Machine learning and analytics are being applied to a wide variety of different problems, like when and how often should a farmer fertilize and water his crops or when should a technician replace the bearings in the motorized lift of the elevator in a skyscraper. The ability to identify patterns and synthesize new ones as well as to anticipate future behaviour has great applicability in requirements management. First applications can be seen around requirements quality checks to determine whether requirements are unambiguous, atomic and testable. More advanced scenarios include validation of requirements changes and analyzing their technical and economic impact (cost and effort). Based on formal requirements specifications even optimized architectures and structures as well as a relevant set of test cases can be identified.


We’ve already talked about linking to system models to help aid in understanding overall system design and requirements, but what about the ability to look at the requirements themselves in a visual fashion, depending on the work context of the individual user. A Quality Engineer wants to look at how requirements are traced in a table format, with linkage details available to check the completeness of test coverage. Or maybe a System Engineer wants to see a graph of these same connections to get some sense of potential impact of an architecture change.

As we’ve seen with the trend toward data visualization with infographics and other representations, the idea is to utilize visual representations to help identify patterns and enhance understanding. Modern requirements management solutions leverage these capabilities. 


As software controls most functionality in any modern product, driving agility in product engineering is one imperative of modern development of complex connected products. Software engineering has adopted agile methodologies in the past two decades, but hardware development and integration, lead times for manufacturing, and time-consuming processes for homologation and compliance certification dictate different release and change cycles. 

Using high-velocity incremental development methods like SCRUM works very well in prototype development. Adopting DevOps for connected products allows for a continuous information flow from test operations to refine and inform the requirements specification for series development. The immediate feedback allows to fail fast and improve immediately. Automation in the entire process ranges from code-generation, build and test management through deployment (also over-the-air) to collection and analysis of the data in connected operations of a product or its prototype.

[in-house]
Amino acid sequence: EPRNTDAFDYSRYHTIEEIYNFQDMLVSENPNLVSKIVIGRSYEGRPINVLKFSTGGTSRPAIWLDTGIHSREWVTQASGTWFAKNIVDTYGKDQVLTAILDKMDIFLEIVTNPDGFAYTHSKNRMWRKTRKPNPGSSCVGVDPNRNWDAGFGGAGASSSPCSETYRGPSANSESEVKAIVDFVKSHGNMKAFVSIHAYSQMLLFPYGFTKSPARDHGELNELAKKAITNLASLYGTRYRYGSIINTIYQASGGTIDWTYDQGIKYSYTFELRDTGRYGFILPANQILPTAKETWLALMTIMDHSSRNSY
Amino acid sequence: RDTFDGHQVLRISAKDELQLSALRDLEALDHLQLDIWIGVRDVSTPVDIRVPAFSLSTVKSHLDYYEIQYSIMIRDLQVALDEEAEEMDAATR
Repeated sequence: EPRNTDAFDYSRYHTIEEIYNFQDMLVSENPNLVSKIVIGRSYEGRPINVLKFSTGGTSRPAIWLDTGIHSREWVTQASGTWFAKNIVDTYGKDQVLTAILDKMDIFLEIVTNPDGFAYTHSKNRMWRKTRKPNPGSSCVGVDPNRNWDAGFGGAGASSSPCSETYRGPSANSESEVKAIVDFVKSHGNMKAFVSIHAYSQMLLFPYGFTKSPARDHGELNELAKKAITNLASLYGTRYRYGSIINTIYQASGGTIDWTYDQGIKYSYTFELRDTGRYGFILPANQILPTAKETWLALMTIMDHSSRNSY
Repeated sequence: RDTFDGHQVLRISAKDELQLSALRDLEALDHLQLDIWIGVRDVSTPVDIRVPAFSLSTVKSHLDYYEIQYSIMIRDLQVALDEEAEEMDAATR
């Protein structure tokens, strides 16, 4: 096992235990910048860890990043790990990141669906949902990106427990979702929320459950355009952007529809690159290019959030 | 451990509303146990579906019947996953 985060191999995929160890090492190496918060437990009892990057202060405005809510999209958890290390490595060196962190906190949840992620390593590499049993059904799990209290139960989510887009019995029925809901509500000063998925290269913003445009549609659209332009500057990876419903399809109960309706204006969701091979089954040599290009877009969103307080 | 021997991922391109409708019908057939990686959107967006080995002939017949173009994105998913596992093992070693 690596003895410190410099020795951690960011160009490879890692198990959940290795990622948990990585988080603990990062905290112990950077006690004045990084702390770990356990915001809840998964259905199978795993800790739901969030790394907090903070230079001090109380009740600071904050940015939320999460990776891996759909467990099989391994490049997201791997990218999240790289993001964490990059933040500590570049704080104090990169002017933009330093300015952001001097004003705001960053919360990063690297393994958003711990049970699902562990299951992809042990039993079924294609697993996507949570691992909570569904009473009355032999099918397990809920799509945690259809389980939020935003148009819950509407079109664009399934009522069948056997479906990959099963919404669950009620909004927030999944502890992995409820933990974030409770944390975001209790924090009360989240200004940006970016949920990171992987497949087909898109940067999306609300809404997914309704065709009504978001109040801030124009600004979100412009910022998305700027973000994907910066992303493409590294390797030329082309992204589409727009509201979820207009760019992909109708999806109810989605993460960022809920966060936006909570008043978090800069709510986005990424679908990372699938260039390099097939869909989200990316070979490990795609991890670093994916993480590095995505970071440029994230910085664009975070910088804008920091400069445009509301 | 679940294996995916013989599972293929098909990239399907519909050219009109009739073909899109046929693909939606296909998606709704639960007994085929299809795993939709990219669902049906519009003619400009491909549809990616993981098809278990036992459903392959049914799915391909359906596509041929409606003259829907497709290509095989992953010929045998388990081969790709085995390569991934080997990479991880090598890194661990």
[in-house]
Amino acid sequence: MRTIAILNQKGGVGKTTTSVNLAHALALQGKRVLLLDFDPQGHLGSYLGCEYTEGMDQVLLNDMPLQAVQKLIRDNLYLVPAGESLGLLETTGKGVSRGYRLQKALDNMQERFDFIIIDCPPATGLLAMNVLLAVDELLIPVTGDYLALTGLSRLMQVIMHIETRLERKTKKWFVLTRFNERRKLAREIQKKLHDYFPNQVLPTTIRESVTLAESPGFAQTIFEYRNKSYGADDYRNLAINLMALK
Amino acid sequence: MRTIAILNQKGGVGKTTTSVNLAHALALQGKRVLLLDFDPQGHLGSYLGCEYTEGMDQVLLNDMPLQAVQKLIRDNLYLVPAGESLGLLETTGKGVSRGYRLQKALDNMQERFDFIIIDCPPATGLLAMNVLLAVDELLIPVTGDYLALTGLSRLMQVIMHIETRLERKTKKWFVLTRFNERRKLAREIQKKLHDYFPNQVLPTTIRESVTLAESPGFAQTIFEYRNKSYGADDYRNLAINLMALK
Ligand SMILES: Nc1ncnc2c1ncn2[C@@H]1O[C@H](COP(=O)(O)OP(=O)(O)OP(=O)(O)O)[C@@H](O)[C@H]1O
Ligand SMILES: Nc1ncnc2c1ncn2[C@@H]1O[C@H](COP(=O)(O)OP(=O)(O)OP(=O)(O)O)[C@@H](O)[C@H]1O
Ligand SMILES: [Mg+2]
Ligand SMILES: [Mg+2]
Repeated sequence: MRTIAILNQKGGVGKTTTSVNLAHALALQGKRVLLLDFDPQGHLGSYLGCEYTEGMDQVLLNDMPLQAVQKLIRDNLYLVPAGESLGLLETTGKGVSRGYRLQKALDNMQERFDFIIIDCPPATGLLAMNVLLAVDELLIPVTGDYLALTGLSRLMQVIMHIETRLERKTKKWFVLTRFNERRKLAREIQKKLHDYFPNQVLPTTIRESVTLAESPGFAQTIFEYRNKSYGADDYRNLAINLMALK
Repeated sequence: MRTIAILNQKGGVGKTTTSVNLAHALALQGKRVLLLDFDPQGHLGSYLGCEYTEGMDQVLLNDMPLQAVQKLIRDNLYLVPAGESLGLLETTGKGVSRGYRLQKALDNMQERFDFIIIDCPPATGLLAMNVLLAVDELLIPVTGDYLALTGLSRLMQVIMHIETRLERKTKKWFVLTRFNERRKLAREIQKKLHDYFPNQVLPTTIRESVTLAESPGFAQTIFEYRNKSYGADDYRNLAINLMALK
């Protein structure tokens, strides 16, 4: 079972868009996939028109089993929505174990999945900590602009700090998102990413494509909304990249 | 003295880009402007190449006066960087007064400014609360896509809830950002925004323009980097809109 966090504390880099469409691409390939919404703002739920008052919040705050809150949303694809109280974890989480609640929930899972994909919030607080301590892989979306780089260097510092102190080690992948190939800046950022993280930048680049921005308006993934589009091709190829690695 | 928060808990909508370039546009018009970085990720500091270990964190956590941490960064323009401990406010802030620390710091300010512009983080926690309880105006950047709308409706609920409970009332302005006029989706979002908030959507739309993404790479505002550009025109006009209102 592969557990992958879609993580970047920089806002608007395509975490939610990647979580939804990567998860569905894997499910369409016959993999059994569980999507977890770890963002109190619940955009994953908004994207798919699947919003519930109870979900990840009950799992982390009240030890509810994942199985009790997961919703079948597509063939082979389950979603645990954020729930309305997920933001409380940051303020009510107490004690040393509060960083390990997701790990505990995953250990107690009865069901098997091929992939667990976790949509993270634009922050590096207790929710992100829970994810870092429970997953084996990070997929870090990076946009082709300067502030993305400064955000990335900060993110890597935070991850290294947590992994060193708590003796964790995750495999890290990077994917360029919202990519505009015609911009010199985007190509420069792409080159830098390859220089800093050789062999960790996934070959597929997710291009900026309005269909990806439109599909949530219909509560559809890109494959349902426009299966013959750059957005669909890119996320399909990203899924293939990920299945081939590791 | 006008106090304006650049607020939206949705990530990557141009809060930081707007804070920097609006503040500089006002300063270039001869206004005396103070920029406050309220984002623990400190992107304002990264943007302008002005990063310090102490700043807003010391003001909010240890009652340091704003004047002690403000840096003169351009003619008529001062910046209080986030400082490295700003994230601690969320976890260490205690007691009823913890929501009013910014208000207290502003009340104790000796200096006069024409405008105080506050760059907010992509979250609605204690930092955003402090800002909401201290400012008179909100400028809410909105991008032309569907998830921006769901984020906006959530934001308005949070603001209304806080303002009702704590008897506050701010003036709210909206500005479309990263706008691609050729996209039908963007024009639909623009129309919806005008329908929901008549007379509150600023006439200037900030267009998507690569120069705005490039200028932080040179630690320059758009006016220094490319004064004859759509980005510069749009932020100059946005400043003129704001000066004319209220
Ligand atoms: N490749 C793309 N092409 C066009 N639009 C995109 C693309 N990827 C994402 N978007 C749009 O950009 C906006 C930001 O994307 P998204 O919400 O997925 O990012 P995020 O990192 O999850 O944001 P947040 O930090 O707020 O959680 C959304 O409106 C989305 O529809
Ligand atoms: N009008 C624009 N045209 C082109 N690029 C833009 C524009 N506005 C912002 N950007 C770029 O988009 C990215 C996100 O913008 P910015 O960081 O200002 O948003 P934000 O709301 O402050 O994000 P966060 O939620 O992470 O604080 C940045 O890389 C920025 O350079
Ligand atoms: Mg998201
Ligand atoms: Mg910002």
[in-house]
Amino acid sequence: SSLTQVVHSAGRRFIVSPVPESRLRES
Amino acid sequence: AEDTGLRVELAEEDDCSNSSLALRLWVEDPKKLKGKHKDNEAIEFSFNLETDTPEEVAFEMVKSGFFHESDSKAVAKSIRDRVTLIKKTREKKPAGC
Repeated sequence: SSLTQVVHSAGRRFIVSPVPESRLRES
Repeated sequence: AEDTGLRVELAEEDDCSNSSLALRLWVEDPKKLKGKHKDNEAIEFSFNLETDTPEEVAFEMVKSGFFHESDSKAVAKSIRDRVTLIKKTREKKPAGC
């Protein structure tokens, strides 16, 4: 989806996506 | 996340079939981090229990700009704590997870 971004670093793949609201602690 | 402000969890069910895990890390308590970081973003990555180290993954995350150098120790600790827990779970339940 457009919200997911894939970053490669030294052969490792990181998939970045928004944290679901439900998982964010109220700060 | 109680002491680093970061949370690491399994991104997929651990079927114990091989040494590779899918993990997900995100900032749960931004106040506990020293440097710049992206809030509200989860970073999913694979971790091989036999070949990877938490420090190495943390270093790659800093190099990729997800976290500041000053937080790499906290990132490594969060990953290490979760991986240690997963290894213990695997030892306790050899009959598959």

Figure 1 - Agile methods inform specification, design and implementation work in series development


The crop of current “state of the art” requirements management tools have significantly advanced the art of innovative product development. However, connectivity and automation in the Internet of Things era demands a new set of characteristics and capabilities making requirements management connected, smart, visual and agile. PTC’s unique combination of IoT, PLM and Requirements and Validation solutions enable our customers to build the world class products of today and pave the way to deliver the products of tomorrow.



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About the Author

Carlo Drudi

Carlo Drudi is an ALM Solution Sales Specialist within PTC. He has spent the last 25 years helping companies improve their software development and systems engineering processes and methodologies. He has been with PTC since 2005 and before that worked as a business consultation transforming the way organizations managed their software development teams.

He holds a degree in Electrical Engineering from the University of Toronto and an MBA from York University.